Finnish 'fusebox' at heart of CryoSat satellite

PDU CryoSat
CryoSat's Power Distribution Units
29 September 2005

Finland has given CryoSat the closest it has to a heart. Without its Power Distribution Unit from Finnish firm Patria, the satellite's radar altimeter would not scan and the ice researchers would not receive any data. As the satellite is prepared for its 8 October launch, Patria is also anticipating the imminent flight of Venus Express, which also uses Finnish know-how for space power.

The space business is full of short acronyms like PDU. It stands for Power Distribution Unit, but instead of using such jargon, Kimmo Myllyoja from Patria calls their shoe-box-sized electronic gizmo simply the "fuse box of the satellite".

In principle it does indeed work like a fuse box: the electricity produced by the solar panels is directed to the PDU, which then divides it up between the instruments and other spacecraft systems. It also protects the electrical systems from different kinds of malfunctions and dangerous situations.

In general a PDU takes care of commanding some critical functions, like opening the solar panels and antennas after launch, once its spacecraft has reached orbit. CryoSat is different from the majority of satellites here, because its solar panels are fixed to the 'rooftop' of the satellite and in fact it has no moving parts apart from some valves in the fuel system. CryoSat is very compact and simple satellite.


By extension one can also call CryoSat's PDU simple, but from the engineer's point of view it is quite complicated.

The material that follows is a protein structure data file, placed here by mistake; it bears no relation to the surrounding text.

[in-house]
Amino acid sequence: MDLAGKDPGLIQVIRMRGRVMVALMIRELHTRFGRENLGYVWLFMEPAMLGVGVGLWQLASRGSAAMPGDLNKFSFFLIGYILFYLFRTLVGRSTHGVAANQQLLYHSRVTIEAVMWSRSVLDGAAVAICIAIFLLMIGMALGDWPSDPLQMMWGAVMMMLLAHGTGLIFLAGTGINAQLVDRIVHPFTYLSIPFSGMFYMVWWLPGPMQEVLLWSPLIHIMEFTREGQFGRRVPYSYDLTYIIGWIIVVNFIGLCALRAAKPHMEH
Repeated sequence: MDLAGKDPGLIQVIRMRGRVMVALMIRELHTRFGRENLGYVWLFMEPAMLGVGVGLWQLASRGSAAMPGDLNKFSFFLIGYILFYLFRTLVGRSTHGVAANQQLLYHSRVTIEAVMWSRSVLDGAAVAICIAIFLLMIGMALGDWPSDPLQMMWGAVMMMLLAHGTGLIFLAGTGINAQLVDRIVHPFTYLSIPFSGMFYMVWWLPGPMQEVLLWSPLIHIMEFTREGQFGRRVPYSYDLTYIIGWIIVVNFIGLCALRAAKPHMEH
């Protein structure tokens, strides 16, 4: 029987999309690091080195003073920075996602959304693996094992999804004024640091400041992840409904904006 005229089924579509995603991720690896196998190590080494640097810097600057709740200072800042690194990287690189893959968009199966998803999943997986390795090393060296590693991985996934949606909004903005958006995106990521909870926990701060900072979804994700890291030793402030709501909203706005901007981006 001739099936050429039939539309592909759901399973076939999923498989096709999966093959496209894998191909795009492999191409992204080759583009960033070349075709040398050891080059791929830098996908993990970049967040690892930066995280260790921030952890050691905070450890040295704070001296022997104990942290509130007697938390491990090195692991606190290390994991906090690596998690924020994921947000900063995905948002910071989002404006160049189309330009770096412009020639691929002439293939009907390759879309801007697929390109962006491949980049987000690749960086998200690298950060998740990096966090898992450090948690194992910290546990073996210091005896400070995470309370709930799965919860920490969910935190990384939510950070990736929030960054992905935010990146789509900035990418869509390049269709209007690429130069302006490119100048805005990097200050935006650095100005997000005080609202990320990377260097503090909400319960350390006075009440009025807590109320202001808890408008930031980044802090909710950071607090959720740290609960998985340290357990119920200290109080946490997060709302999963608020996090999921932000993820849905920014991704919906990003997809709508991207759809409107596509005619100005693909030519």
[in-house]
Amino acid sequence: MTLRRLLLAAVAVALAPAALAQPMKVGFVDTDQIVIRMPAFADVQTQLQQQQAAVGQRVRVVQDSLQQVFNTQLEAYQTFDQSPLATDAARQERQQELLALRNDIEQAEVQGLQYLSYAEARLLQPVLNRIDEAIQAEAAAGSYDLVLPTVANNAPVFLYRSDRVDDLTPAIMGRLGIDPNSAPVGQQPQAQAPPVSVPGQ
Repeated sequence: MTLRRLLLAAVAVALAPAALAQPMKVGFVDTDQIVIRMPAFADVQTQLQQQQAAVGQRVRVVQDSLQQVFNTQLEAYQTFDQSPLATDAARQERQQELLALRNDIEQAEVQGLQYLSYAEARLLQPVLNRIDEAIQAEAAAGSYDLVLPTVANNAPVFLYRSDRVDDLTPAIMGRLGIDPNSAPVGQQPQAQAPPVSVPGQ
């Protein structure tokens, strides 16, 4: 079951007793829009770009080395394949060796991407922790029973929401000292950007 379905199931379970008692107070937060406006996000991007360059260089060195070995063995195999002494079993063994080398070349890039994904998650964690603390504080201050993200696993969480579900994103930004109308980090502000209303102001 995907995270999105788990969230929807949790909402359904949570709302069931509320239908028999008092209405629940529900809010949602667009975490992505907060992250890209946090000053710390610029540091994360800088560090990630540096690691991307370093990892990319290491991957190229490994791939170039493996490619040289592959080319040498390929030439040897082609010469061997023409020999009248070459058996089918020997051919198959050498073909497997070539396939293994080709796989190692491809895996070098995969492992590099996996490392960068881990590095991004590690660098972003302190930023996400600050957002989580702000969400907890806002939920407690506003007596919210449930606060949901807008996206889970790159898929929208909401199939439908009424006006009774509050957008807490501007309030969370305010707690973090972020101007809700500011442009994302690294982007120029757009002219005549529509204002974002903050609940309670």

"It consists of eight different modules that were installed to satellite main frame", explains Myllyoja. "Because of a tight budget and timetable we simply delivered the modules to Germany, and although everything was made to ensure the electronic and mechanic compatibility, we couldn't verify it until the systems were installed within the satellite."

The Patria project team emitted a collective sigh of relief once everything went fine and systems started to work flawlessly.

The boxed PDU, filled with space qualified electronics, weighs in at a total of 15 kilograms and has been designed to withstand extreme vibrations and accelerations during launch as well as temperature changes and radiation in space. It sends information about the functioning of electrical system to the ground station and it can also be reprogrammed from Earth in case of problems.

Alignment measurements
CryoSat undergoing alignment measurements

The technology used in CryoSat's PDU is based on the similar systems used in Mars Express and Rosetta spacecraft. "We have our power units in 12 satellites and we have been working on this field for a long time", says Myllyoja, of Patria's space equipment unit.

"It takes a decade to get enough references and develop our methods and know-how. We started with simple power sources for space applications and now we're designing and manufacturing complex systems."

Space projects require patience as well as long term research and development. "In our case our activities originated from a company called Hollming, later Finnyards, and the first power sources were made for Nordic and Soviet space projects", recalls Myllyoja who explains that after consequent company restructuring, Patria is nowadays the biggest space company in Finland.

"In addition to power units we're making signal processing electronics and composite structures. ESA and the European space companies are our main customers, but we have delivered technology also to NASA."

After CryoSat Patria is looking forward to the launch of Venus Express, which also has a Finnish-made PDU.

"There is one major difference between CryoSat and Venus Express", Myllyoja concludes. "There is just one big instrument aboard CryoSat, but in Venus Express there are dozen of power-hungry systems." Looking forward to the launch of both babies, Myllyoja raises a thumbs up for the pair.

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